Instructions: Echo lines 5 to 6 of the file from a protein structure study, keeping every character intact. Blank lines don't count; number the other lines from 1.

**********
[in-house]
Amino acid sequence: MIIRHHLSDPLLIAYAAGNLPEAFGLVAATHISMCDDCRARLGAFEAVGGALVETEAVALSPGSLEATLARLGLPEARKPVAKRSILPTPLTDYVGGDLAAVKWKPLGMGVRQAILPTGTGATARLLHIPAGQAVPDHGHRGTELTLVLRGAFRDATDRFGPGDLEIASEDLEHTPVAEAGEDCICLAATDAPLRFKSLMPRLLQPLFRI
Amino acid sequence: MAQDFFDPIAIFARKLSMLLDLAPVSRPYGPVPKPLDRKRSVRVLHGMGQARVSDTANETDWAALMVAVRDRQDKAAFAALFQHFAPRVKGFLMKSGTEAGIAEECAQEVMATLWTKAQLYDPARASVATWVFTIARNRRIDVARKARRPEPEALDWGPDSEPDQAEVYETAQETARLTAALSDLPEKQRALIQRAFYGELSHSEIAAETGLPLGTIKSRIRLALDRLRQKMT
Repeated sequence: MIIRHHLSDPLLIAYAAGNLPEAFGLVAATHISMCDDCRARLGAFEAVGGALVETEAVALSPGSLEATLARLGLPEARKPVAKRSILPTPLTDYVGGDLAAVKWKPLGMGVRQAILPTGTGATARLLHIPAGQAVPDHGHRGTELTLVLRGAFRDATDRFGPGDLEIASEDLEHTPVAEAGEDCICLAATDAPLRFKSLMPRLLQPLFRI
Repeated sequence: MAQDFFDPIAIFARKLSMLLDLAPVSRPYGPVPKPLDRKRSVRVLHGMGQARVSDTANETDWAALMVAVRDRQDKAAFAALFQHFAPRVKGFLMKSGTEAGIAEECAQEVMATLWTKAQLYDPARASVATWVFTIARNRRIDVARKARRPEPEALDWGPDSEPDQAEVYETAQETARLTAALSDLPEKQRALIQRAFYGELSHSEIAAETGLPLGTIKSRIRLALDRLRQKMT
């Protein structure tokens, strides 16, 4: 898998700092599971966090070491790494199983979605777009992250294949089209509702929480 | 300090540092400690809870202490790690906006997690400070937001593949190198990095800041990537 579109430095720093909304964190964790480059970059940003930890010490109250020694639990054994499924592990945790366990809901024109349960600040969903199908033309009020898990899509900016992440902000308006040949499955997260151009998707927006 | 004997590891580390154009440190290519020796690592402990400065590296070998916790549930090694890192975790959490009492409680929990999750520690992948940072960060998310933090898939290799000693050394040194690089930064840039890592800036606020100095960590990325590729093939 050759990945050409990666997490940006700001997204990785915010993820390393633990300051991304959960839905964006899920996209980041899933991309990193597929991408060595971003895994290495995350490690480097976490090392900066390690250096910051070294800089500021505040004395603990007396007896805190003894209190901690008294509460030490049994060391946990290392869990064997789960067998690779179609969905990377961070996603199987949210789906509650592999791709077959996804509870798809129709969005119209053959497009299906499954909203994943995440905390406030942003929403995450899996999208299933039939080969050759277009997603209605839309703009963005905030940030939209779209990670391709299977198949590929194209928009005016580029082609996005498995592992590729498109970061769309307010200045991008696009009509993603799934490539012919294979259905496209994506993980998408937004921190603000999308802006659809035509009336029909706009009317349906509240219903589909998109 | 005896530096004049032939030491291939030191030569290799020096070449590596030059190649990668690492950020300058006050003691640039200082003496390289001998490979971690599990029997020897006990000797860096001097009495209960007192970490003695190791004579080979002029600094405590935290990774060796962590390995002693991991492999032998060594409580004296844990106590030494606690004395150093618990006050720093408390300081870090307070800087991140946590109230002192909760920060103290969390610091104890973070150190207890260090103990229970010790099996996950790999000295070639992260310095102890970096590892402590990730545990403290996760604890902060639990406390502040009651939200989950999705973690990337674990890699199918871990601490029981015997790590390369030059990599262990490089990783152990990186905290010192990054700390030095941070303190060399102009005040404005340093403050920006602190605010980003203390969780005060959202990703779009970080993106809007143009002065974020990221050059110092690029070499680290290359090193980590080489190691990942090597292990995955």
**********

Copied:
Repeated sequence: MAQDFFDPIAIFARKLSMLLDLAPVSRPYGPVPKPLDRKRSVRVLHGMGQARVSDTANETDWAALMVAVRDRQDKAAFAALFQHFAPRVKGFLMKSGTEAGIAEECAQEVMATLWTKAQLYDPARASVATWVFTIARNRRIDVARKARRPEPEALDWGPDSEPDQAEVYETAQETARLTAALSDLPEKQRALIQRAFYGELSHSEIAAETGLPLGTIKSRIRLALDRLRQKMT
């Protein structure tokens, strides 16, 4: 898998700092599971966090070491790494199983979605777009992250294949089209509702929480 | 300090540092400690809870202490790690906006997690400070937001593949190198990095800041990537 579109430095720093909304964190964790480059970059940003930890010490109250020694639990054994499924592990945790366990809901024109349960600040969903199908033309009020898990899509900016992440902000308006040949499955997260151009998707927006 | 004997590891580390154009440190290519020796690592402990400065590296070998916790549930090694890192975790959490009492409680929990999750520690992948940072960060998310933090898939290799000693050394040194690089930064840039890592800036606020100095960590990325590729093939 050759990945050409990666997490940006700001997204990785915010993820390393633990300051991304959960839905964006899920996209980041899933991309990193597929991408060595971003895994290495995350490690480097976490090392900066390690250096910051070294800089500021505040004395603990007396007896805190003894209190901690008294509460030490049994060391946990290392869990064997789960067998690779179609969905990377961070996603199987949210789906509650592999791709077959996804509870798809129709969005119209053959497009299906499954909203994943995440905390406030942003929403995450899996999208299933039939080969050759277009997603209605839309703009963005905030940030939209779209990670391709299977198949590929194209928009005016580029082609996005498995592992590729498109970061769309307010200045991008696009009509993603799934490539012919294979259905496209994506993980998408937004921190603000999308802006659809035509009336029909706009009317349906509240219903589909998109 | 005896530096004049032939030491291939030191030569290799020096070449590596030059190649990668690492950020300058006050003691640039200082003496390289001998490979971690599990029997020897006990000797860096001097009495209960007192970490003695190791004579080979002029600094405590935290990774060796962590390995002693991991492999032998060594409580004296844990106590030494606690004395150093618990006050720093408390300081870090307070800087991140946590109230002192909760920060103290969390610091104890973070150190207890260090103990229970010790099996996950790999000295070639992260310095102890970096590892402590990730545990403290996760604890902060639990406390502040009651939200989950999705973690990337674990890699199918871990601490029981015997790590390369030059990599262990490089990783152990990186905290010192990054700390030095941070303190060399102009005040404005340093403050920006602190605010980003203390969780005060959202990703779009970080993106809007143009002065974020990221050059110092690029070499680290290359090193980590080489190691990942090597292990995955």